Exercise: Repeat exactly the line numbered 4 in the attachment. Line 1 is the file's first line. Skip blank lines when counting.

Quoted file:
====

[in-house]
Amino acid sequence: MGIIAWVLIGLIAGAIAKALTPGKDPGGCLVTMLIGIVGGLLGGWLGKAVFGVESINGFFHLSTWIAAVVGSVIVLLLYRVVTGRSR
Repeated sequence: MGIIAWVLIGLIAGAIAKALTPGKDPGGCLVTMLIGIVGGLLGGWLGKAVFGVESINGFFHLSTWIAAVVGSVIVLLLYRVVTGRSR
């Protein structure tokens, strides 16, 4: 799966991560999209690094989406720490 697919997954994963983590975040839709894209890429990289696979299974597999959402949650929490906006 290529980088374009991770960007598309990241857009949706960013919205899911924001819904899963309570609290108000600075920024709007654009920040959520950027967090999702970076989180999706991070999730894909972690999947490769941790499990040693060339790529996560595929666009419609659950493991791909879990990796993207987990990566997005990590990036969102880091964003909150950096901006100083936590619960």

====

């Protein structure tokens, strides 16, 4: 799966991560999209690094989406720490 697919997954994963983590975040839709894209890429990289696979299974597999959402949650929490906006 290529980088374009991770960007598309990241857009949706960013919205899911924001819904899963309570609290108000600075920024709007654009920040959520950027967090999702970076989180999706991070999730894909972690999947490769941790499990040693060339790529996560595929666009419609659950493991791909879990990796993207987990990566997005990590990036969102880091964003909150950096901006100083936590619960």